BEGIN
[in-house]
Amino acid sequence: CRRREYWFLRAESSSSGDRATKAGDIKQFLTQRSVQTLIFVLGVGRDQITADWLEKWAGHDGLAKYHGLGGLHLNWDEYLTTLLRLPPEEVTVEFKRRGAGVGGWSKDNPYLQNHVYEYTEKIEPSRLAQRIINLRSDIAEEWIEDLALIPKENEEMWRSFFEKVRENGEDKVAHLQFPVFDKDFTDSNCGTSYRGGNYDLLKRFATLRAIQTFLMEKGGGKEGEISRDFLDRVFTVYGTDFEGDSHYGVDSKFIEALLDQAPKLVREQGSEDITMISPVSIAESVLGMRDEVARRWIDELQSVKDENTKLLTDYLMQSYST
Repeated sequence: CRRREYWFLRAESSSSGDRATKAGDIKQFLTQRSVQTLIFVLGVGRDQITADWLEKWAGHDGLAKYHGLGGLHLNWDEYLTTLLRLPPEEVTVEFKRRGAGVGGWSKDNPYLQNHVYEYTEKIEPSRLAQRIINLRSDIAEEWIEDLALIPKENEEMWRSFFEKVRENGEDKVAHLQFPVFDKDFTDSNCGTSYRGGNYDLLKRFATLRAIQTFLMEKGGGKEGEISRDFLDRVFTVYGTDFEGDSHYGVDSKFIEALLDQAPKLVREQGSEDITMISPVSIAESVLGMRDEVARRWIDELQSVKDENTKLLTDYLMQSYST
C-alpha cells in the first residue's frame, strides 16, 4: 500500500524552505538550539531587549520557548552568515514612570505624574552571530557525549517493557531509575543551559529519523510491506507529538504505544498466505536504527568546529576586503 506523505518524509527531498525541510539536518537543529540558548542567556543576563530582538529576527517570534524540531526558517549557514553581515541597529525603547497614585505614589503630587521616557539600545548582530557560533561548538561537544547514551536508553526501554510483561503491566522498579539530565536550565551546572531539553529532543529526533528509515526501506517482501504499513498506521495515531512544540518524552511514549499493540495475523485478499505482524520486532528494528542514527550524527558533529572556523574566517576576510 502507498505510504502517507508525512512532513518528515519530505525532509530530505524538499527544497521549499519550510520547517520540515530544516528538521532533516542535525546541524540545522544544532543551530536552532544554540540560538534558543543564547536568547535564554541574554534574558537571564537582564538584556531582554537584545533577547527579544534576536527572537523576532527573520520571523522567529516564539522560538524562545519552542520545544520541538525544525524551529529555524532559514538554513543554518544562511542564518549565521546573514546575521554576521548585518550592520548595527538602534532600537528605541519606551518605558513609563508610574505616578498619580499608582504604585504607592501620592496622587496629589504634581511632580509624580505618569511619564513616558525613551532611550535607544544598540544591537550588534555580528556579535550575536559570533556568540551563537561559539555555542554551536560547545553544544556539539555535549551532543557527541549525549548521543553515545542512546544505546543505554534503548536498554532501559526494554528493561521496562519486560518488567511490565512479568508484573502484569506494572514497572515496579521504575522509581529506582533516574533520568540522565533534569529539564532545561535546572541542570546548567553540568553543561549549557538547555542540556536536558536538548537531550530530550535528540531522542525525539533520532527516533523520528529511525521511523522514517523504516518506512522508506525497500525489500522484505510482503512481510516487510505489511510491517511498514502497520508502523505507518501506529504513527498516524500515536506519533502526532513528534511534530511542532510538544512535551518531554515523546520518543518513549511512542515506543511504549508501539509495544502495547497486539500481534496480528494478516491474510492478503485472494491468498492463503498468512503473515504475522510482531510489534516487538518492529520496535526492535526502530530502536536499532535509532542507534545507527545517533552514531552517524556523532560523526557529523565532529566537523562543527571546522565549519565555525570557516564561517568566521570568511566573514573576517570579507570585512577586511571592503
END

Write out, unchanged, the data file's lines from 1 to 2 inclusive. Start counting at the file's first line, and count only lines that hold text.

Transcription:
[in-house]
Amino acid sequence: CRRREYWFLRAESSSSGDRATKAGDIKQFLTQRSVQTLIFVLGVGRDQITADWLEKWAGHDGLAKYHGLGGLHLNWDEYLTTLLRLPPEEVTVEFKRRGAGVGGWSKDNPYLQNHVYEYTEKIEPSRLAQRIINLRSDIAEEWIEDLALIPKENEEMWRSFFEKVRENGEDKVAHLQFPVFDKDFTDSNCGTSYRGGNYDLLKRFATLRAIQTFLMEKGGGKEGEISRDFLDRVFTVYGTDFEGDSHYGVDSKFIEALLDQAPKLVREQGSEDITMISPVSIAESVLGMRDEVARRWIDELQSVKDENTKLLTDYLMQSYST